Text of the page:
Journal of Chemical Ecology

, Volume 32, Issue 3, pp 605–619 | Cite as

Hard Clams (Mercenaria mercenaria) Evaluate Predation Risk Using Chemical Signals from Predators and Injured Conspecifics

  • Delbert L. Smee
  • Marc J. Weissburg


Hard clams, Mercenaria mercenaria, are sessile, filter-feeding organisms that are heavily preyed upon by blue crabs, which find their clam prey using chemical cues. Clams may evade blue crabs by reducing their pumping (feeding) behavior when a threat is perceived. The purpose of this study was to determine the type of signals that clams use to detect consumers. Clams decreased their pumping time in response to blue crabs and blue crab effluent, but not to crab shells, indicating that chemical signals and not mechanical cues mediated the response of clams to distant predators. Because predator diet can influence prey evaluation of predatory threats, we compared clam responses to blue crabs fed a steady diet of fish, clams, or that were starved prior to the experiment. In addition, we used injured clams as a stimulus because many organisms detect predators by sensing the odor of injured con- or heterospecifics. Clams reduced feeding in response to injured conspecifics and to blue crabs that had recently fed. Clams reacted similarly to fed crabs, regardless of their diet, but did not respond to starved blue crabs. Because blue crabs are generalist predators and the threat posed by these consumers is unrelated to the crab's diet, we should expect clam reactions to blue crabs to be independent of the crab's diet. The failure of clams to react to starved blue crabs likely increases their vulnerability to these consumers, but clam responses to injured conspecifics may constitute a strategy that allows animals to detect an imminent threat when signals emanating from blue crabs are not detectable.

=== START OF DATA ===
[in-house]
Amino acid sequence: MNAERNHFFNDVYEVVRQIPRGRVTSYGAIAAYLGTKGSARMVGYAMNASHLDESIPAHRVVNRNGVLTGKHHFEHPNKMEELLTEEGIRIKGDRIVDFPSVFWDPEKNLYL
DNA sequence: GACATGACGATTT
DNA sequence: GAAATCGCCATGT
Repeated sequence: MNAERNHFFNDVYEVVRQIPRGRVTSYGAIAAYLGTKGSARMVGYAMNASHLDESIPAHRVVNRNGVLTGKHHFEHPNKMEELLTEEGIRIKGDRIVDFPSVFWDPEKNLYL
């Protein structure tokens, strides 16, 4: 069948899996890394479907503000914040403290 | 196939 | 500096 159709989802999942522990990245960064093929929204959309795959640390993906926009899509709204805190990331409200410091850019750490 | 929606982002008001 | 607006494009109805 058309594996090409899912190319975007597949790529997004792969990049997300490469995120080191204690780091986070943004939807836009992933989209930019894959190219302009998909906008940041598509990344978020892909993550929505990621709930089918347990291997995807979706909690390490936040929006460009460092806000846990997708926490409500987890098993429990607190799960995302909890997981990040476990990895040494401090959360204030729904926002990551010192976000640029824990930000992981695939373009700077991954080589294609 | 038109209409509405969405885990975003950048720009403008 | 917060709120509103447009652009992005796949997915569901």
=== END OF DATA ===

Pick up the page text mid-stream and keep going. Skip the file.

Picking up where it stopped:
Key Words

Blue crab chemical cue clam diet flume foraging predator avoidance predator–prey interaction risk evaluation 



The authors thank S. Smee, L. Smee, and J. Jackson for help in collecting animals in the field and M. Ferner for maintaining the SkIO flume. Funding for this project came from the NSF IGERT grant to the Georgia Institute of Technology and NSF grant OCE #0424673 to MJW.


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Copyright information

© Springer Science + Business Media, Inc. 2006

Authors and Affiliations

  1. 1.School of BiologyGeorgia Institute of TechnologyAtlantaUSA

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